My memory says that I communicated these ideas a bit more eloquently in last years post, but my website crashed shortly after and that particular blog was lost so I can’t be sure (my memory has been known to fail me before). Regardless, my original inspiration to write it was to help promote a new event called ‘Connect: Women in Agriculture’. The first of its kind (in my corner of the world), this event focuses on bringing the different  women involved in agriculture together for a two day conference and promises to be jam packed with learning, networking, and fun. The second annual event will be held on Nov 2 & 3 in Saskatoon, SK and I highly recommend you go if you are a women involved in the agriculture industry at any level. Let’s connect and support each other! See this link for more information. There is also a Canadian conference called Advancing Women in Agriculture held in 2 locations. You can learn more about these events here. (Catch up on what you missed by following #AWCeast2016 and #AWNchat) 

So I guess I’ll leave this post by saying what you should already know. Things have changed. Farmers don’t wear overalls and hold pitchforks anymore, sometimes they wear Silver jeans and lip gloss. You don’t have to list ‘farm wife’ on the occupation line at the doctors office and you can get that Ag degree and be kick ass at your job after you graduate. In my opinion, there has never been a better time to be a woman and to be involved in agriculture! 

Happy Harvest to all the men and #womenofharvest16  

Categories: Agvocacy, Ask a Farmer, Family Farming, FarmHer, Farming, Harvest 2016, Jobs in agriculture, Love Sask Food, Saskatchewan, Uncategorized, Women in Ag | 3 Comments

A Better Backyard BBQ with Bison. 

Ok, let’s be honest. It isn’t better. I do not believe in tearing down one area of our diverse, plentiful and exceptionally safe food supply in order to promote another. Canadian raised beef, pork, turkey, chicken and specialty meats such as lamb or bison are among the highest quality in the world. “Recognized around the world as one of the best, the Canadian Food Inspection Agency federal inspection system has allowed Canada to export meat to over 150 countries. Canadians should be proud of this reputation, and the Canadian Meat Council is committed to working with the CFIA on continuous improvement to maintain our international and domestic reputations.”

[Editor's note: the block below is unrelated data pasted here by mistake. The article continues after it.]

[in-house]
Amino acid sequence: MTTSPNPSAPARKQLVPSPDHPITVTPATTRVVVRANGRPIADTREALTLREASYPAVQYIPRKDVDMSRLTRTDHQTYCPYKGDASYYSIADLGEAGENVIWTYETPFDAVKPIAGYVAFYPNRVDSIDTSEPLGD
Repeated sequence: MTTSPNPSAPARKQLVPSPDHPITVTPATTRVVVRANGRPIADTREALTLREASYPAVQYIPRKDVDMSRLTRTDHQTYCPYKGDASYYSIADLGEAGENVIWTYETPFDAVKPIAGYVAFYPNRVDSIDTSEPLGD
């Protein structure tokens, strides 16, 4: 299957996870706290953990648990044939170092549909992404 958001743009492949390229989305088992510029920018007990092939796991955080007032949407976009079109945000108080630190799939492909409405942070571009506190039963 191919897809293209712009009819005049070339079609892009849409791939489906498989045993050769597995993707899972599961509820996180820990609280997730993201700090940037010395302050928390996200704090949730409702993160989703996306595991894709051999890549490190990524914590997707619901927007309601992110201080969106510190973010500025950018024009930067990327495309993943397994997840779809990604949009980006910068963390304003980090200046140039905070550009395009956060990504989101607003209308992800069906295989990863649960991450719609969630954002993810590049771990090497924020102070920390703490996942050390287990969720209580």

I do have a soft spot for bison meat though. When I was growing up my aunt and uncle (Marie and Jack Evans of Clair Side Bison) always made sure we had a steady supply of this heart healthy protein in our diet. We now raise our own animals and I am doing the same for my family.

What is Bison?

Original settlers of the American West called North American bison “buffalo,” because they were reminiscent to Asian and African buffalo. Although it is a misnomer, the name buffalo is still commonly used today.  I personally have had consumers question me when I say that we raise buffalo, because they have never heard of this animal.  The correct term is bison and in Canada meat is correctly labeled as “bison,” so consumers know they are buying this specific North American product.

A Brief History 

As settlers moved into the center of the continent looking for land to farm, and towns to build, the natural home of both the native people and bison diminished. Historical accounts suggest there were 60 million bison in 1800. By 1899 there were less than 1000 bison left.

In 2005, it was estimated that there were over 500,000 bison on farms and ranches in North America and in Canada we have almost 2000 bison producers who own over 250,000 bison. Because of consumer demand and the initiatives of farmers and ranchers the population of this almost extinct animal continues to grow – a conservation success story.

Why Choose Bison?

Because bison move constantly, grazing specific areas intensely for short periods, they actually enhance biodiversity. Each year a bison cow and her calf require an average of four to sixteen hectares of grazing land depending on the weather and range conditions in any particular neighborhood. As bison move across the land, they create good locations for the seeds of new prairie plants to germinate. The result is a varied grassland that hosts butterflies, pollinating insects, and nesting birds.